Why is Stairway to Heaven the Forbidden Riff

Ever walked into a guitar store and heard the clerk say, “No Stairway, denied!”? That’s because ‘Stairway to Heaven’ by Led Zeppelin is often dubbed the ‘forbidden riff’. But why is this iconic tune so taboo in music shops around the world? Let’s dive into the backstory.

‘Stairway to Heaven’ is undeniably one of the most recognizable songs in rock history. Its opening riff is a rite of passage for many budding guitarists, but it’s also a source of annoyance for many store employees. In this article, we’ll explore the reasons behind this paradox.

From copyright issues to its overplayed status, there’s more to this forbidden riff than meets the eye. Stick around as we uncover the mystery behind the ban of ‘Stairway to Heaven’ in guitar stores and why it’s considered the forbidden riff.

The Controversy Surrounding “Stairway to Heaven”

While the riff from Led Zeppelin’s “Stairway to Heaven” is often touted as a masterpiece of rock music, it’s also a source of controversy. From legal battles to a ubiquitous presence in music stores, the track has generated a fair share of disagreement in its time.

The Musical Mastery of “Stairway to Heaven”

Arguably one of the most recognizable rock anthems of all time, “Stairway to Heaven” showcases the adept musical prowess of Led Zeppelin. Comprised of Jimmy Page’s intricate guitar work and Robert Plant’s distinctive vocals, it’s easy to see why the eight-minute epic has etched its name in the annals of rock history.

The song’s haunting melody, accompanied by Page’s signature guitar licks, render “Stairway to Heaven” a phenomenon in its own right. It’s taught in countless guitar tutorials, referenced in pop culture, and faithfully covered by artists of all genres. You’d be hard-pressed not to find it on any ‘Greatest Hits’ list of classic rock music.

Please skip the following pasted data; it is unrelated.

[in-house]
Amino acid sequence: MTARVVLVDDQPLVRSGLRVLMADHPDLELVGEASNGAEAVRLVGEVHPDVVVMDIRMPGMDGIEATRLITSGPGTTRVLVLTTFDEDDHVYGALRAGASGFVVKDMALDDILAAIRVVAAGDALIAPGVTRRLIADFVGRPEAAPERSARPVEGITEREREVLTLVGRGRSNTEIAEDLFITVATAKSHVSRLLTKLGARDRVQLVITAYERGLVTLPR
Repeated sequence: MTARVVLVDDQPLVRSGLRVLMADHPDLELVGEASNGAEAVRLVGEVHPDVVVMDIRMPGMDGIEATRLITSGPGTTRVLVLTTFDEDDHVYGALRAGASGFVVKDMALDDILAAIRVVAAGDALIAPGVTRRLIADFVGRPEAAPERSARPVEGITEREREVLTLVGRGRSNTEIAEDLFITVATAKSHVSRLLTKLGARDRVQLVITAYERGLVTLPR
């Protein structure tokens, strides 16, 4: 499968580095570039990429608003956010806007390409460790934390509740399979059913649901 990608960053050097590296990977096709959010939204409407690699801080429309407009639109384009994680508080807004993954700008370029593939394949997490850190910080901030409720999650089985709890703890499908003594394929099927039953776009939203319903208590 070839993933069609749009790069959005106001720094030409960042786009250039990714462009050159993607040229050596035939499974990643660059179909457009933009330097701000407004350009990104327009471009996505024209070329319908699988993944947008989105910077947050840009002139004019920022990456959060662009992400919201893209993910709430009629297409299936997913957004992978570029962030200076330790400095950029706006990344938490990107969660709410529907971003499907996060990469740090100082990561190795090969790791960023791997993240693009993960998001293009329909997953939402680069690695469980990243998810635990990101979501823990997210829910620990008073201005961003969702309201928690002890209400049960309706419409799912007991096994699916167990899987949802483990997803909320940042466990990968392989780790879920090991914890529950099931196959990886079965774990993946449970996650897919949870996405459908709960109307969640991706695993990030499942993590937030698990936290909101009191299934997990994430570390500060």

Yet that very omnipresence has proved a double-edged sword. Its widespread acclaim led to allegations of it being overplayed, with some guitar stores even banning the song altogether due to its constant presence.

The Chord Progression that Defines a Generation

“Stairway to Heaven” did more than just top the charts; it effortlessly dictated the musical zeitgeist of the ’70s. The song’s iconic progression with its unique mix of folk, hard rock and psychedelia still resonates with today’s audience.

The four-chord backbone of the song—Am, G, F, G—has since been dubbed ‘the forbidden riff’. Used in a multitude of hits, it’s a testament to the song’s timeless appeal.

However, this ubiquitous four-chord progression has also led to the accusation of Led Zeppelin plagiarizing the song. A lawsuit filed against the band claimed that the chord progression bore a striking similarity to Spirit’s “Taurus”. But despite these legal hiccups, “Stairway to Heaven” has managed to retain its legendary status—and its ban in guitar stores.

The Legal Battle Over “Stairway to Heaven”

From its original 1971 release, “Stairway to Heaven” had always been a marvel. But a shadow soon fell on its legacy when accusations of plagiarism threatened to mar its glory.

The Accusation of Plagiarism

Claims began to surface in the late 80s that the song’s phenomenal opening guitar riff plagiarized the chord progression of “Taurus,” – a song by the American rock band Spirit. It’s worth noting that Led Zeppelin and Spirit had crossed paths during their touring days in the late 1960s, fueling the rumors of musical thievery. In my perspective, the similarity between the two songs raised myriad eyebrows due to its undeniable resemblance. This led to a tense atmosphere and salted wounds that were waiting for a legal turn of events.

The Copyright Lawsuit

Fast forward to 2014, the claimancy took a turn for the legal. Michael Skidmore, trustee of the Randy Craig Wolfe Trust (Randy Wolfe was Spirit’s guitarist), sued Led Zeppelin for copyright infringement, demanding a rewriting of rock history. The core of the dispute resided in the U.S copyright law restricting protection to sheet music, and the plaintiff sought to prove the recordings had been copied. I must emphasize the complexity of this case – it was more than just a war of melodies.

The Jury Verdict

Perhaps the most intriguing element in this saga was the final verdict. Despite the glaring similarities and online theories, the jury decided in 2016 that Led Zeppelin had not infringed the copyright of “Taurus.” The reason being, in their opinion, the iconic chord sequence was common enough in the music field and didn’t cross the line into plagiarism.